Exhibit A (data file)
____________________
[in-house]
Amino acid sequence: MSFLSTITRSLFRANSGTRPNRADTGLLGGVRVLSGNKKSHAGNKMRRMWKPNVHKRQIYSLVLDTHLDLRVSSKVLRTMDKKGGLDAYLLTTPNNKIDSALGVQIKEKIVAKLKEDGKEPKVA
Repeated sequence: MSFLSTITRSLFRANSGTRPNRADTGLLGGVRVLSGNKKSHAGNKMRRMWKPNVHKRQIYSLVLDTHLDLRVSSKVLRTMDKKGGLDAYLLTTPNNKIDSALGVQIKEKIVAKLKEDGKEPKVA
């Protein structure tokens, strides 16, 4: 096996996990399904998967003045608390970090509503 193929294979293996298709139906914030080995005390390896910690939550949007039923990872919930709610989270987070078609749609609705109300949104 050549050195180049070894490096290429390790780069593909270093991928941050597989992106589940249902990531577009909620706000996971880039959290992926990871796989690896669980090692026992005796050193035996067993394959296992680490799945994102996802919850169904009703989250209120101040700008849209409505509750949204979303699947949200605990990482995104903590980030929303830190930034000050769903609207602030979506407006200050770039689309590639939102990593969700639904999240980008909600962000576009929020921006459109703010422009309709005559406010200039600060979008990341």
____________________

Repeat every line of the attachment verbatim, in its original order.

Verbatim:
[in-house]
Amino acid sequence: MSFLSTITRSLFRANSGTRPNRADTGLLGGVRVLSGNKKSHAGNKMRRMWKPNVHKRQIYSLVLDTHLDLRVSSKVLRTMDKKGGLDAYLLTTPNNKIDSALGVQIKEKIVAKLKEDGKEPKVA
Repeated sequence: MSFLSTITRSLFRANSGTRPNRADTGLLGGVRVLSGNKKSHAGNKMRRMWKPNVHKRQIYSLVLDTHLDLRVSSKVLRTMDKKGGLDAYLLTTPNNKIDSALGVQIKEKIVAKLKEDGKEPKVA
């Protein structure tokens, strides 16, 4: 096996996990399904998967003045608390970090509503 193929294979293996298709139906914030080995005390390896910690939550949007039923990872919930709610989270987070078609749609609705109300949104 050549050195180049070894490096290429390790780069593909270093991928941050597989992106589940249902990531577009909620706000996971880039959290992926990871796989690896669980090692026992005796050193035996067993394959296992680490799945994102996802919850169904009703989250209120101040700008849209409505509750949204979303699947949200605990990482995104903590980030929303830190930034000050769903609207602030979506407006200050770039689309590639939102990593969700639904999240980008909600962000576009929020921006459109703010422009309709005559406010200039600060979008990341």